I have to emphasise that individuation is not about becoming a ‘good’ human being as opposed to a ‘bad’ one, rather one becomes a higher-functioning human being in harmony with itself and others. Indeed, the perception of good and evil gives way to a more subtle notion of what is appropriate in any given situation. More significantly, the effects of psychosynthesis across multiple individuals are reflected in the world at large.
So the inner journey is not a waste of precious time and energy. Upping our inner game matters. Faced with the daily diet of war, famine, abuse, unrest and catastrophe, it is easy to feel that doing nothing is doing nothing. However, if we are to address this plethora of issues (all man-made), giving ‘fixing’ ourselves equal attention is the only real way to deal with all of them. When a critical mass of people working through their own internal conflicts, helping others in their own back yard and fulfilling their innermost calling, is reached, the world will start to heal. Has the response to coronavirus not demonstrated that we have the collective power to swing the odds?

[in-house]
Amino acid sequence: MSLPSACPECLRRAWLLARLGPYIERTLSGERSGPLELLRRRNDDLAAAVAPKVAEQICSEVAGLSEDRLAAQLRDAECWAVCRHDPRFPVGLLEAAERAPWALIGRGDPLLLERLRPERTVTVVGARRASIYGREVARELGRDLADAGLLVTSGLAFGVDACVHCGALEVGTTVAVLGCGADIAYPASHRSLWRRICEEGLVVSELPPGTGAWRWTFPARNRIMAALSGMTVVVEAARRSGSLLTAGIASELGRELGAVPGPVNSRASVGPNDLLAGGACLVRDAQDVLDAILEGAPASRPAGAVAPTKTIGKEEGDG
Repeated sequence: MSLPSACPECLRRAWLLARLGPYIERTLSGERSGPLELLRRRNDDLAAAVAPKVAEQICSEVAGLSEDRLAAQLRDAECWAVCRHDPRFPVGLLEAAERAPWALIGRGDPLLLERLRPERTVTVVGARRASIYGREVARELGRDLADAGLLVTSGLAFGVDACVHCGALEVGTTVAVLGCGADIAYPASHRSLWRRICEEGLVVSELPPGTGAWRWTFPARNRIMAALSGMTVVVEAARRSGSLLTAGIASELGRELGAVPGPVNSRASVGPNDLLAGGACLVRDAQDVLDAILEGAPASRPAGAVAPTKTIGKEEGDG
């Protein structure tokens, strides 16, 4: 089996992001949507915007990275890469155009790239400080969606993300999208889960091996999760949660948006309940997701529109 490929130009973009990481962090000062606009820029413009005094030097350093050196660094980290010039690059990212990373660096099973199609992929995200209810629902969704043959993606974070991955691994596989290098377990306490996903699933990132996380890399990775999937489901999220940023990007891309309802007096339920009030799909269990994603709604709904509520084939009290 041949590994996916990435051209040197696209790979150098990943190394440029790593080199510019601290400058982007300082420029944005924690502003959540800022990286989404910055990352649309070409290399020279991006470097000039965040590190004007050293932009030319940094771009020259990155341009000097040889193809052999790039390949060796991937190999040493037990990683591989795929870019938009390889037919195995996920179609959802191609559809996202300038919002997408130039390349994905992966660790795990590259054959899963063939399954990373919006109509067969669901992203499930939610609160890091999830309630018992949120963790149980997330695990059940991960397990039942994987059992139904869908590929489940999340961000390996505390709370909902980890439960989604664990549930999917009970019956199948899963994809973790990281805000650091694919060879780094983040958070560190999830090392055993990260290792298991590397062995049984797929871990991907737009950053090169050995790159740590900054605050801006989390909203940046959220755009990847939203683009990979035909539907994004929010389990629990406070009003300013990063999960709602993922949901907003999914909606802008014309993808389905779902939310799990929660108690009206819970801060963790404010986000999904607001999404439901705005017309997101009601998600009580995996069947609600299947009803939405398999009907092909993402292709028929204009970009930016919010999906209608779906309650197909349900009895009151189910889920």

In fact, COVID-19 can on one level be regarded as the ultimate call to adventure and social distancing a fertile breeding ground for the level of introspection required to get the ball rolling. Not only are we doing our bit in saving lives, we’re already thinking about what kind of world we want to go back to.
Deep down we all want to be be part of something bigger than ourselves. As individuals, communities or a society, we have a once in a lifetime opportunity to put our petty inclinations to one side and become the superheroes we always wanted to be when we were kids. And what greater calling is there than collectively pulling our entire species and our planet from the brink? If imminent self-annihilation isn’t the mother of all wake-up calls, then we might as well just go back to bed and stay there. And what a yawn that would be.
Useful information on psychosynthesis/individuation here.